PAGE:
TIFF Film Review: DENIAL
In politics, the difference between fact and opinion have perhaps never been as blurred as they are today in the age of social media. In this context, it is hard to imagine a movie more relevant and important than the upcoming drama Denial. And it is disappointing to see what the movie does not do—provide a compelling way to tackle the subject.
The story of the film is that of real-life history professor Dr. Deborah Lipstadt (played by Rachel Weisz) after she is sued in England for libel by a man she named in her book about Holocaust deniers (Timothy Spall, with all his mousy evilness). To successfully defend herself, she must prove in court, essentially, that the Holocaust occurred. Led by a team of quirky barristers and solicitors (Andrew Scott and Tom Wilkinson), she sets out to achieve something that seems straightforward yet is not actually so.
Have you ever had a conversation with a conspiracy theorist? You start at a natural disadvantage because they have become amateur experts on their subject matter. Try convincing a flat-Earther, for example, that the Earth is round, and you’ll be stunned at the many things that to you may seem obvious but for which they have dismissive answers like “those pictures are staged” or “the eyewitnesses are lying.” So, too, do some of the baddies in Denial dismiss, with wily cleverness and skepticism, obvious facts as potentially staged or contrived.
The point that the movie is making is that we cannot have rational discussions by turning into opinion matters that are of fact. As Weisz explains early on, importantly, one can debate why we think something like the Holocaust happened and who bears responsibility, but whether the act occurred is not properly debated.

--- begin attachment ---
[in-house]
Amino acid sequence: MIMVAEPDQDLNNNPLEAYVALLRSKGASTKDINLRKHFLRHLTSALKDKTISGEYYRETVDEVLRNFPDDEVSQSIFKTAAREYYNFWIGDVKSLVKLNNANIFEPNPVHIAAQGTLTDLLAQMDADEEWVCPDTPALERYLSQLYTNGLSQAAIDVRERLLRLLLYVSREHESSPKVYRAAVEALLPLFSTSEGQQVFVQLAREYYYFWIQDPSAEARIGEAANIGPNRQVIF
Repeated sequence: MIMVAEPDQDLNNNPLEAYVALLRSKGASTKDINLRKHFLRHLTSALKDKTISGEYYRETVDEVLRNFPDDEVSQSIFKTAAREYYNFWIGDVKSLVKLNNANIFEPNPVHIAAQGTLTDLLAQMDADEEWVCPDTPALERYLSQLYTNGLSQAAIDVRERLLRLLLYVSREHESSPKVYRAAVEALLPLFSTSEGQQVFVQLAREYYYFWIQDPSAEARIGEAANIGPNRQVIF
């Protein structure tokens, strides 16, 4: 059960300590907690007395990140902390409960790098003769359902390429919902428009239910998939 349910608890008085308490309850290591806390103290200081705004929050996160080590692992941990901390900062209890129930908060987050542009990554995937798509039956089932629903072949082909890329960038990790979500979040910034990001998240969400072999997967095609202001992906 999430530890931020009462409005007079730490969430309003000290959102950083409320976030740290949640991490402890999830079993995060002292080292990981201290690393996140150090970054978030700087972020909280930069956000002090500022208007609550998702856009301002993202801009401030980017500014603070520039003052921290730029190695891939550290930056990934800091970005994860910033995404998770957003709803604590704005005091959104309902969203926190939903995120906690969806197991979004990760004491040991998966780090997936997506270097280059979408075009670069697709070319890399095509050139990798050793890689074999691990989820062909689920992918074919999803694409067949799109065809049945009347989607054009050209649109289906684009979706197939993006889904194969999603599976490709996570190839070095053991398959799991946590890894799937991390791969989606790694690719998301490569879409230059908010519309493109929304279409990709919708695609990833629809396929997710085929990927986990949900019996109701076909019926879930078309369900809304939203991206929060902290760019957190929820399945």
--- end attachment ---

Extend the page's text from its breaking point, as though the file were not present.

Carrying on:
But while the film raises all of these critical questions in today’s world of 140 characters and soundbites, it never quite delivers on its potential to enthrall us with an answer. The first problem is that the trial strategy for Lipstadt and her team becomes clinical, with meticulous but also obviously incomplete scientific explanations of the physical evidence uncovered at Auschwitz. It is both difficult to follow and clearly oversimplified—the narrative structure loses the ultimate point that each morsel is trying to prove. This is fundamentally an academic paper brought to the big screen, not exactly gripping drama.
But procedural obsession can be overlooked for realistic characters. Denial instead over-dramatizes most of them. Lipstadt, on trial for her professional reputation and her lifelong work, seems confusingly uninterested in heeding her attorney’s advice, and appears mostly unable to help them in their investigation into the case they have to prove. The lawyers, for their part, are either buffoonish (Andrew Scott’s younger solicitor) or unconcerned with engaging their client much (Tom Wilkinson’s older patriarch). And Spall’s character is, of course, a simple, small little man, easily fooled into acceding to disadvantageous trial strategies after he has purportedly been so clever as to organize the entire affair.
Opinion hiding as fact and subjectivity posing as verifiable statements are a lurking danger in our cultural conversation. Denial tackles this topic, obliquely, and raises all the right questions but provides little answers. The end result is a decent but ultimately unfulfilling film that will have piqued your interest but not really whet your appetite. But as with all things criticism, don’t take my word for it, of course, this is all only an opinion piece after all.